Families with mixed immigration statuses may be interested in a rare spousal support case unfolding in Texas. A woman who was born in Mexico is suing her ex-husband, a U.S. citizen, for alimony.
In many cases, the decision to divorce is a culmination of past events, but there is still much to consider after spouses decide to end a marriage. If there is significant marital property, which in Texas we call community property, then the divorce may involve the complex division of assets.
One family law concept with which many people are undoubtedly familiar -- perhaps thanks to television shows and celebrity gossip magazines -- is the prenuptial agreement.
When a spouse makes the difficult decision to file for divorce, they typically understand that they will have to address and resolve a multitude of important legal issues over the coming months, including child custody, child support, spousal support and, of course, property division.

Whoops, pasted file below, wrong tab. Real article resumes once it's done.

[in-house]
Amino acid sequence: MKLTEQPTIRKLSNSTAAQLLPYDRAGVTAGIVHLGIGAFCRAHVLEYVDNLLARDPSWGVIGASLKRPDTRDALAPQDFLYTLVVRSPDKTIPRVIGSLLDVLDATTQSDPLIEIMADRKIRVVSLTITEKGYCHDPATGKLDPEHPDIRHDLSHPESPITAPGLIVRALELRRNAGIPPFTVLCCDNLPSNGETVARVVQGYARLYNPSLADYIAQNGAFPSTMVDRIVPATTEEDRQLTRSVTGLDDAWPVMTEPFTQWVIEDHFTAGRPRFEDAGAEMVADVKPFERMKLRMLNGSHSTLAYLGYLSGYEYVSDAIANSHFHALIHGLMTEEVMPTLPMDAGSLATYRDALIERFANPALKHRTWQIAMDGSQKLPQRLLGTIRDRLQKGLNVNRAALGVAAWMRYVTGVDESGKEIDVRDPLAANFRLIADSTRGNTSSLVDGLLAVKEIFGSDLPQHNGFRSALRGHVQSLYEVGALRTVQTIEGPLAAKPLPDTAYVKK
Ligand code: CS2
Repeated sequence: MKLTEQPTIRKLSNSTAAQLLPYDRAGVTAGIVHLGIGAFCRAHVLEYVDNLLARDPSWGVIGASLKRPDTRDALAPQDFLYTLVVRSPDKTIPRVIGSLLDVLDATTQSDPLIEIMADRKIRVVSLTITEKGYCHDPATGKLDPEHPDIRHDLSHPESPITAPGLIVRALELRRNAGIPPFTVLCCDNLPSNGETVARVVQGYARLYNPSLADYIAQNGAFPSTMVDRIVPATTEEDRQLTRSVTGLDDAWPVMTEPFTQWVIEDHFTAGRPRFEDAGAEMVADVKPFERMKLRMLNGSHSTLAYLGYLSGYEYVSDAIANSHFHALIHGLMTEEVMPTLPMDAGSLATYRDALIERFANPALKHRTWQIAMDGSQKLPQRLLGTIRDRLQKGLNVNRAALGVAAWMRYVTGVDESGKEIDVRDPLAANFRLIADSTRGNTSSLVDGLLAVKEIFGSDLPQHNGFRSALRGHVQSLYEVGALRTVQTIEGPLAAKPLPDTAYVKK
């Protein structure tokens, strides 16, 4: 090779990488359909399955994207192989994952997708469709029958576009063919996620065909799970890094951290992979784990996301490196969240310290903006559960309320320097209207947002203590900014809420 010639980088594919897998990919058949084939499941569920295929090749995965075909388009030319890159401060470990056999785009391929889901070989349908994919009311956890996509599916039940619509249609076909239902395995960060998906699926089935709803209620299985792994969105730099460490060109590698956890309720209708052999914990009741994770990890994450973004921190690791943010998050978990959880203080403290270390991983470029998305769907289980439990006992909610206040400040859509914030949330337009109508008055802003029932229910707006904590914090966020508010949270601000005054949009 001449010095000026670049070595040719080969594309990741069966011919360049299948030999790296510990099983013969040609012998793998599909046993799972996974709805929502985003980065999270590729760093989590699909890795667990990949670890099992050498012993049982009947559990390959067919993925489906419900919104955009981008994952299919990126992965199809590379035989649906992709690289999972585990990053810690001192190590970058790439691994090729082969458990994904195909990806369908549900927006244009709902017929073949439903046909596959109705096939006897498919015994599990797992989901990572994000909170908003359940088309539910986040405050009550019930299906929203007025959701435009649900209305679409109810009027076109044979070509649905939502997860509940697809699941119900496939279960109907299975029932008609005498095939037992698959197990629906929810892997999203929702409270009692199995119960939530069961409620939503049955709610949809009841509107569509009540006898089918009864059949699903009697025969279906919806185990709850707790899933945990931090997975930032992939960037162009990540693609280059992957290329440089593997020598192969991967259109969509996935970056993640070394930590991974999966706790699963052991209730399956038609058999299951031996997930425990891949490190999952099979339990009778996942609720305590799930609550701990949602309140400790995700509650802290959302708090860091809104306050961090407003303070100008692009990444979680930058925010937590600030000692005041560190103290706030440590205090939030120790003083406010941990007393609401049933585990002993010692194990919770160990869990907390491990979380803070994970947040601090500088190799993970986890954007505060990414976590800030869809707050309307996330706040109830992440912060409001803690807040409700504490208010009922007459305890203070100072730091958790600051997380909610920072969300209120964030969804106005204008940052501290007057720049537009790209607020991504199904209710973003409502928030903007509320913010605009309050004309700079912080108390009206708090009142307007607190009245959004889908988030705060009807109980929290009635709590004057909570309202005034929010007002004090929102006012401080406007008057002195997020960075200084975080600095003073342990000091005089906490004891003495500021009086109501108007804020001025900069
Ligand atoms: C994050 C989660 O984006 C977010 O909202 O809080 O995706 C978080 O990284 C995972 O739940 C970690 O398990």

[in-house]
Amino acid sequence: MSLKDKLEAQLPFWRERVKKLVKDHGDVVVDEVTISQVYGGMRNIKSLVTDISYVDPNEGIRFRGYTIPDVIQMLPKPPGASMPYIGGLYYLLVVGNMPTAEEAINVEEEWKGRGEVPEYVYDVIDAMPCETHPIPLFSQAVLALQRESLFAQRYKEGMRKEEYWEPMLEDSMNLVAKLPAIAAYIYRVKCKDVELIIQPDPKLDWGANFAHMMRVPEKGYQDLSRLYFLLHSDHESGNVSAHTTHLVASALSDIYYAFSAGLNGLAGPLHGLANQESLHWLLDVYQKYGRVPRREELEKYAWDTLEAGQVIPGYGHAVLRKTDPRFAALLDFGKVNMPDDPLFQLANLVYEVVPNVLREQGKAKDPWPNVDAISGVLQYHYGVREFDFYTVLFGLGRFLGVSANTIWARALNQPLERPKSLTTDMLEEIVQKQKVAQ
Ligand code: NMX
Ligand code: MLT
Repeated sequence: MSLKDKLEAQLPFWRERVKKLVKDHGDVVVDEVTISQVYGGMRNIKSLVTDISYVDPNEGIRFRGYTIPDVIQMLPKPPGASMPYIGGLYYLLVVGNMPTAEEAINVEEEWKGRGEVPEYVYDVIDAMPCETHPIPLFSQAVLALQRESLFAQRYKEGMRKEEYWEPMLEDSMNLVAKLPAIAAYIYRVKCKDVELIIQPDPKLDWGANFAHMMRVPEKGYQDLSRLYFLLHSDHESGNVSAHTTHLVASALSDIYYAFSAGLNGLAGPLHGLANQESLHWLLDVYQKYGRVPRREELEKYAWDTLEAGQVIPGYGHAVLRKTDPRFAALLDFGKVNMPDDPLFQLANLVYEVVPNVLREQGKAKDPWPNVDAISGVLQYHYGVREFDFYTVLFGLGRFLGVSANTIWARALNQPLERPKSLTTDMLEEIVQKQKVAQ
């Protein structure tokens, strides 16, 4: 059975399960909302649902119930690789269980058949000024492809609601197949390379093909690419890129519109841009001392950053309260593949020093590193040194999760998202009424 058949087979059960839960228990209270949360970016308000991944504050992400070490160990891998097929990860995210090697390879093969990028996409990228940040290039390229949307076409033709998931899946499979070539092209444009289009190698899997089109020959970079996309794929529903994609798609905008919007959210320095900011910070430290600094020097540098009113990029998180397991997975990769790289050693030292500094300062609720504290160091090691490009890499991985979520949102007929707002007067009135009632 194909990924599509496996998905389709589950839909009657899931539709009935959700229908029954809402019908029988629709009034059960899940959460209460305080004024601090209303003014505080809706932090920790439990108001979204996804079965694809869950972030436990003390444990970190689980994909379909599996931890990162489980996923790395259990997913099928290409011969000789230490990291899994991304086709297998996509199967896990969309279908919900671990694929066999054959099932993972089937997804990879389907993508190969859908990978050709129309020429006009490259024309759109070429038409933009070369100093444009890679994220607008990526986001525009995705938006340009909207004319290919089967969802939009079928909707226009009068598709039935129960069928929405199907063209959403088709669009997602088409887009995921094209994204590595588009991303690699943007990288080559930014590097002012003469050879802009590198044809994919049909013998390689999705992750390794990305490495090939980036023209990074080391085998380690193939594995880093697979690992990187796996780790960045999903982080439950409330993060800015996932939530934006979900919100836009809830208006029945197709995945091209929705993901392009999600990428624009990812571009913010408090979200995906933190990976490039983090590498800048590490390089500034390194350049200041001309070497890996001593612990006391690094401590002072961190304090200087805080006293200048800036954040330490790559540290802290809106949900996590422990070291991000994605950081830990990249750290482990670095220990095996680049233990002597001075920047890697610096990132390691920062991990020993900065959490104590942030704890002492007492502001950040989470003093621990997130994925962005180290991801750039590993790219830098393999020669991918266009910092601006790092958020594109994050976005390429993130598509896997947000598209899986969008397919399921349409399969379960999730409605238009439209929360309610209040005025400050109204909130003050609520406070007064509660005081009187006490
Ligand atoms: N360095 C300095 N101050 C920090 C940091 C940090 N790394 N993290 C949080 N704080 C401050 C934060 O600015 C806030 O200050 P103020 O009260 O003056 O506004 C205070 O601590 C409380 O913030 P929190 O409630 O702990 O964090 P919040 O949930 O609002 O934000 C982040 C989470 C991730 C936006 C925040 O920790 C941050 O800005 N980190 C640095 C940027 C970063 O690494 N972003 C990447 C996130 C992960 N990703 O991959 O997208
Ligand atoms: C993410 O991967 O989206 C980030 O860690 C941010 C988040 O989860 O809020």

Owing to the fact that so many marriages end in divorce, there is a large sample of data in which to analyze patterns of marriage, divorce and remarriage across Texas. For example, it is estimated that about half of all marriages across the country, including in Texas, will end in divorce. Further, about 75 percent of individuals in Texas that divorce will go on to take a new spouse after divorcing. Beyond the numbers, the bottom line is that everyone seeks a fulfilling and happy relationship. However, it can be very difficult to communicate to an ex that an individual is remarrying.
While never entirely easy, divorce can be a straight forward, quick and relatively-amicable process. However, it can also be incredibly messy. One out-of-state divorce definitely falls into the incredibly messy category, as the litigation surrounding the settlement has persisted for the last 12 years.